BEIJING – One of China's most famous film directors publicly accused the country's richest man on Friday of monopolizing the cinema market and limiting screenings of his latest movie.
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Veteran director Feng Xiaogang said his film "I Am Not Madame Bovary" has been given on average 40 percent or more of available screening slots in cinemas, but only 10.9 percent in those run by Wanda Cinemas.
The theater chain operator is owned by Wang Jianlin's Wanda Group, a real estate conglomerate that has moved into entertainment, buying Hollywood studio Legendary Entertainment and Dick Clark Productions, the TV company that produces the Golden Globes and the "Miss America" pageant, while also becoming the world's biggest cinema operator. It is also hoping to lure Hollywood producers to an $8 billion movie studio that it is developing in the eastern city of Qingdao, and recently signed up as a FIFA sponsor until 2030.
In an open letter to Wang on the microblogging site Sina Weibo, Feng said the company is monopolizing China's film production and distribution markets and is also on track to "buy up Hollywood."
He suggested that Wanda had limited the screenings of his film because they were angry that a Wanda manager had recently been poached by the production company behind Feng's latest film, private Chinese firm Huayi Brothers. Feng is also a shareholder in the company.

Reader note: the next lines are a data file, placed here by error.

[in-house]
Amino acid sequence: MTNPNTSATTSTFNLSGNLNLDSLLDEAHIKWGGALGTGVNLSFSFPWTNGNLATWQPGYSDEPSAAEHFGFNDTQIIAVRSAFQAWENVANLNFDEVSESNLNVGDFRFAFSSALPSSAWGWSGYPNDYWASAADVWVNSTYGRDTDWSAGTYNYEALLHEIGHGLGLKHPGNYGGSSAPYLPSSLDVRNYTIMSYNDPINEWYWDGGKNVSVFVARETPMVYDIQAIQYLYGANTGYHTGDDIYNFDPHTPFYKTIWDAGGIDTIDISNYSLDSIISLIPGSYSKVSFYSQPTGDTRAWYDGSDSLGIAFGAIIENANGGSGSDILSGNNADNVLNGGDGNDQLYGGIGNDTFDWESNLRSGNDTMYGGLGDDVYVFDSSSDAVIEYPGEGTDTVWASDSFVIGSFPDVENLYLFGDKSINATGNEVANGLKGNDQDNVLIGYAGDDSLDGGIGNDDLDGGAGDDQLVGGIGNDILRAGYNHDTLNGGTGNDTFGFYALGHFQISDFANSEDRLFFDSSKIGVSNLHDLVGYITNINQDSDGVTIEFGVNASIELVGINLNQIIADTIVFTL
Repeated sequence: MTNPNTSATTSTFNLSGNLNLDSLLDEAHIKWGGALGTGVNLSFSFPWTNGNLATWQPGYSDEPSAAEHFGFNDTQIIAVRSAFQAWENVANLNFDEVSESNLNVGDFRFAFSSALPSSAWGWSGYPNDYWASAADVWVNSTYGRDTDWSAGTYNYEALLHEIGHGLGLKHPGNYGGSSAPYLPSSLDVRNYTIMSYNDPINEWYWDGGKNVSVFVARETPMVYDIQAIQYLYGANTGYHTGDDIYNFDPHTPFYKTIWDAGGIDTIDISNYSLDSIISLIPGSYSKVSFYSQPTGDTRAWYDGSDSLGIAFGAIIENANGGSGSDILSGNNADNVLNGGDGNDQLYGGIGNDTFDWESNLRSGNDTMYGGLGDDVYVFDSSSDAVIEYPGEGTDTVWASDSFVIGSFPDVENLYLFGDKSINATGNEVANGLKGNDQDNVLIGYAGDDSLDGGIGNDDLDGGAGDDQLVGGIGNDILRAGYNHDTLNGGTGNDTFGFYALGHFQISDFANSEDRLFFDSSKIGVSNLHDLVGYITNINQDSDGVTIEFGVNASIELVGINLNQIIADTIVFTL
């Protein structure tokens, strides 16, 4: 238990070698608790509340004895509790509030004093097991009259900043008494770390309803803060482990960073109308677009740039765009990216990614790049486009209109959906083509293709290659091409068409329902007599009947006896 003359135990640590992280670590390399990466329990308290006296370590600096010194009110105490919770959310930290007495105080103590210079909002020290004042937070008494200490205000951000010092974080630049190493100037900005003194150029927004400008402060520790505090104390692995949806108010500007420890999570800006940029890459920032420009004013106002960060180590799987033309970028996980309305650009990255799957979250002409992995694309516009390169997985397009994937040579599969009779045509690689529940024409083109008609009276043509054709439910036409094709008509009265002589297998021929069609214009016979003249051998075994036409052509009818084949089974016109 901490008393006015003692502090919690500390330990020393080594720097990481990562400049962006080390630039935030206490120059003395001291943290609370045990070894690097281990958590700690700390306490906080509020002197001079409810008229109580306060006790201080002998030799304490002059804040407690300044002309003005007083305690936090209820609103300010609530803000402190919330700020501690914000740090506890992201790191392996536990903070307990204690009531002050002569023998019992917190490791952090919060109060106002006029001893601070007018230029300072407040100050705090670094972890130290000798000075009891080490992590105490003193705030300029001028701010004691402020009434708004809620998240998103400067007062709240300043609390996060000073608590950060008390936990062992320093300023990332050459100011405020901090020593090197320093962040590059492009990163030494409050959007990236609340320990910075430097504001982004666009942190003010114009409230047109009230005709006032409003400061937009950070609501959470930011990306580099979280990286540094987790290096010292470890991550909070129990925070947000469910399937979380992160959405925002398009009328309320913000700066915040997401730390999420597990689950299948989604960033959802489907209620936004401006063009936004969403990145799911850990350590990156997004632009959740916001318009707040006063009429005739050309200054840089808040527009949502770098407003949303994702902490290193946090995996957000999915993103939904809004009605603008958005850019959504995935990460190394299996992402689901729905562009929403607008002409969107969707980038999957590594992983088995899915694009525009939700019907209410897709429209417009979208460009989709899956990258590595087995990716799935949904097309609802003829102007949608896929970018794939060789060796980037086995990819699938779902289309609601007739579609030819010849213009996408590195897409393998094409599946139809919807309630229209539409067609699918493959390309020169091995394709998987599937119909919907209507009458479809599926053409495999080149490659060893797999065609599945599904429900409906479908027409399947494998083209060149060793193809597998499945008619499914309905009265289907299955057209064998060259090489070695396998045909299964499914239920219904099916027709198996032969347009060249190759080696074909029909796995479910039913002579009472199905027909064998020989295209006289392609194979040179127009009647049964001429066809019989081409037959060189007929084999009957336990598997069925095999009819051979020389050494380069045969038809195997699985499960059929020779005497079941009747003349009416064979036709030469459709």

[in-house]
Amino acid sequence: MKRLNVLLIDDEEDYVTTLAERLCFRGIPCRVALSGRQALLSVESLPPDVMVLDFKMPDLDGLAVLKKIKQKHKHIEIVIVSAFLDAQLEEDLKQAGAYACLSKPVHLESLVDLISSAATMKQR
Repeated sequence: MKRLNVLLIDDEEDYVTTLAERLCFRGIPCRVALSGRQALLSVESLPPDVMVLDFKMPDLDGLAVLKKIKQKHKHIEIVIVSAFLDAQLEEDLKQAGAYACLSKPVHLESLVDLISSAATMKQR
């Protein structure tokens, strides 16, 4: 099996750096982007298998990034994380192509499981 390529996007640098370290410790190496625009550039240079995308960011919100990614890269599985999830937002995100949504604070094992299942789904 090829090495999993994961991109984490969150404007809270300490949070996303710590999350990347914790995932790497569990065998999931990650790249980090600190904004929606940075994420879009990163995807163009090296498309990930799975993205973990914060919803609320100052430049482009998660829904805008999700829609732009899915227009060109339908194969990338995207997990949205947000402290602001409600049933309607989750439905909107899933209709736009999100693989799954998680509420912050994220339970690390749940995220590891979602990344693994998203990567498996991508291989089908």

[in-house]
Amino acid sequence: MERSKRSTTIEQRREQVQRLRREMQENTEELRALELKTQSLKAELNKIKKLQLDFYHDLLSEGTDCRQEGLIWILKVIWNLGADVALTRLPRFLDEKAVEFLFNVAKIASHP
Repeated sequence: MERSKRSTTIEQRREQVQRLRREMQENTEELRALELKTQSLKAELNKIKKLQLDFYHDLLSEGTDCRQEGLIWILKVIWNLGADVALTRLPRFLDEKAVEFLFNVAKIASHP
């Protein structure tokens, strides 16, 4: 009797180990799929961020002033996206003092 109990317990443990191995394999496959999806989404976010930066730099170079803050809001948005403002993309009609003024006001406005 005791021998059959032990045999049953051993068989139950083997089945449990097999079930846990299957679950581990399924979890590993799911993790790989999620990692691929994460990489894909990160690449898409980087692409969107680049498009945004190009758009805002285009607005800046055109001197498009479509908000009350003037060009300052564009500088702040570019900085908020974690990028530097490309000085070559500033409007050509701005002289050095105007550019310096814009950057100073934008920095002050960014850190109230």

Wang's son, Wanda board member Wang Sicong, responded to Feng's accusations by suggesting his film was simply not good enough to merit more screenings.
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"As a good director, isn't it much better for you to present a work that can speak for itself?" Wang fired back in a Weibo posting.
A Wanda spokesman declined to comment.
Feng is best known for social satires. His movies include "Big Shot's Funeral," ''The Banquet" and "Aftershock," which was China's entry for Best Foreign-Language Film at the 2011 Academy Awards.
"I Am Not Madame Bovary" has won awards at the Toronto and San Sebastian international film festivals. It stars Fan Bingbing as a woman who takes on the Chinese legal system.
Wanda has said it will invest in multiple Sony Pictures productions and strive to highlight China in those films. Some U.S. lawmakers have called for closer scrutiny of such investment in the U.S. entertainment industry, concerned those moves could limit creative freedom or promote Chinese propaganda.